ImageAs cities are become more complex, so are their strategic challenges and the need to find innovative solutions to best serve their citizens.

With governments tightening their budgets at the same time, the challenges of modern cities are beginning to slip beyond the ability of city councils, or even national governments, to solve alone.

As a result many are now looking beyond their bureaucrats for support and solutions, using crowd sourcing to drive innovation and broaden their policy and service options.

A key example of this is the LLGA's Cities Pilot the Future program, now entering its fourth year.

The premise is simple. Cities publish details of a strategic challenge they need help solving and the public, social enterprises, research centres, not-for-profit and for-profit organisations are invited to contribute their solutions. Jurors shortlist and select winning solutions, which are then implemented.

Over the past three years 42 global cities from Europe, North, Central and South America, Africa and Asia have taken part in the annual programs - in fact the only populated continent not to have taken part in the program is Australia.

The last three programs received in more than 1,197 entries, leading to over 30 pilot programs, affecting 285 million citizens across 38 cities.

The 2013 program, which opened last week for entries, features an enormous range of different strategic challenges from 21 cities including:

  • Aalborg, Denmark: Traffic congestion early-warning system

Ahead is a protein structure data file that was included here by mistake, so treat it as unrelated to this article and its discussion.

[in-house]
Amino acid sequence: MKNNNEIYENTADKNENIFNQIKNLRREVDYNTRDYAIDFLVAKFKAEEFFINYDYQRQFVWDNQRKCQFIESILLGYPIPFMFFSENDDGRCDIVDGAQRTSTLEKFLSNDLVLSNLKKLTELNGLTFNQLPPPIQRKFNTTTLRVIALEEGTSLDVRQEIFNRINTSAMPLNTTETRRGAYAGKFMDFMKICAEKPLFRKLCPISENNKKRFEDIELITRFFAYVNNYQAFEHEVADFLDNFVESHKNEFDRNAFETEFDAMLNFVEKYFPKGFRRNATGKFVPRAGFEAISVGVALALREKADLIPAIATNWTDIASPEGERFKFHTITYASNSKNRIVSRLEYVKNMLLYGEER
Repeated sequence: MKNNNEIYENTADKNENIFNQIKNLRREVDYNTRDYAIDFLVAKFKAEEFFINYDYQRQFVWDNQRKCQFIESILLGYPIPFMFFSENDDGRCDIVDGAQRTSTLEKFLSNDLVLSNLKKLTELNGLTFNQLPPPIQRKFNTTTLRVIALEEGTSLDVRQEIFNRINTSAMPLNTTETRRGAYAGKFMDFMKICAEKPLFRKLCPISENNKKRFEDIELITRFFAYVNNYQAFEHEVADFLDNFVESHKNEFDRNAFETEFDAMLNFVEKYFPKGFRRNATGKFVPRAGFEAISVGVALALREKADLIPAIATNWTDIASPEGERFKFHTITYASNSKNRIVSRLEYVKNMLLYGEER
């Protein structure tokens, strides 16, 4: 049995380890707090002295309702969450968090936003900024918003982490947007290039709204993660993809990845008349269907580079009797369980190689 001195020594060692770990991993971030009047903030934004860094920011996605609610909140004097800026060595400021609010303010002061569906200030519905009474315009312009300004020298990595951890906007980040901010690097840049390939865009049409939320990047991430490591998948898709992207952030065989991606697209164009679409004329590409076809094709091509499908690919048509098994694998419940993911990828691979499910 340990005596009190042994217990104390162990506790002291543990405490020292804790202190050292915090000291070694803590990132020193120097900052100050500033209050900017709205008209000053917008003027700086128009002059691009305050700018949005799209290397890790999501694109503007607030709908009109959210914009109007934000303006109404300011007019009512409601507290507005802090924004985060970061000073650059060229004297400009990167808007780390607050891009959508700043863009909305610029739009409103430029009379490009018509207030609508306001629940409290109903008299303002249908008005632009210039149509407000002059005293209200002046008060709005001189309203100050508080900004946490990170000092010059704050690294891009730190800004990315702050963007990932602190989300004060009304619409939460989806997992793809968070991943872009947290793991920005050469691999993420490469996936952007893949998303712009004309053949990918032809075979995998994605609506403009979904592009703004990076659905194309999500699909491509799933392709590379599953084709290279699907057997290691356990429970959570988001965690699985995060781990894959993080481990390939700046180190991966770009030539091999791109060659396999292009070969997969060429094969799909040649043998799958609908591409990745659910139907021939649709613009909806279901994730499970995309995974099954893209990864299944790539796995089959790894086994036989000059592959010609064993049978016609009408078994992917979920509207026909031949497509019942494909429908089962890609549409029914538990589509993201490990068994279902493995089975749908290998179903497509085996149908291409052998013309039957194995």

• Barcelona, Spain: Regenerate neighbourhoods using vacant space
  • Boston, USA: Rethinking road castings
  • Christchurch, NZ: Transformational lighting system
  • Eindhoven, The Netherlands: Data exchange on public facilities and activities
  • Fukuka, Japan: Smart international conference destination
  • Lagos, Nigeria: Networked standalone content hotspots
  • Lavasa, India: Social uplift and empowerment
  • London, UK: Energy and greenhouse gas measurement
  • Mexico City, Mexico: Digital tools for better, healthier ageing
  • Oulu, Finland: Encourage visitor engagement through technology
  • Paris, France: Making outside seating more resilient
  • Rio De Janeiro, Brazil: Accessible healthcare in intelligent cities
  • Rosario, Argentina: Network of green homes
  • San Francisco, USA: Storm response coordination tool
  • Sant Cugat, Spain: Smart Cityscape - maximising existing resources
  • Sheffield, UK: Capturing and distributing industrial heat
  • Tacoma, USA: Sustainable return on investment tool
  • Terrassa, Spain: Connecting people to progress
  • York, UK: Reducing health inequality in York

I think the list above, together with the diverse range of strategic issues cities identified in past years, demonstrates the potential range of challenges that crowdsourcing can be used to help cities solve.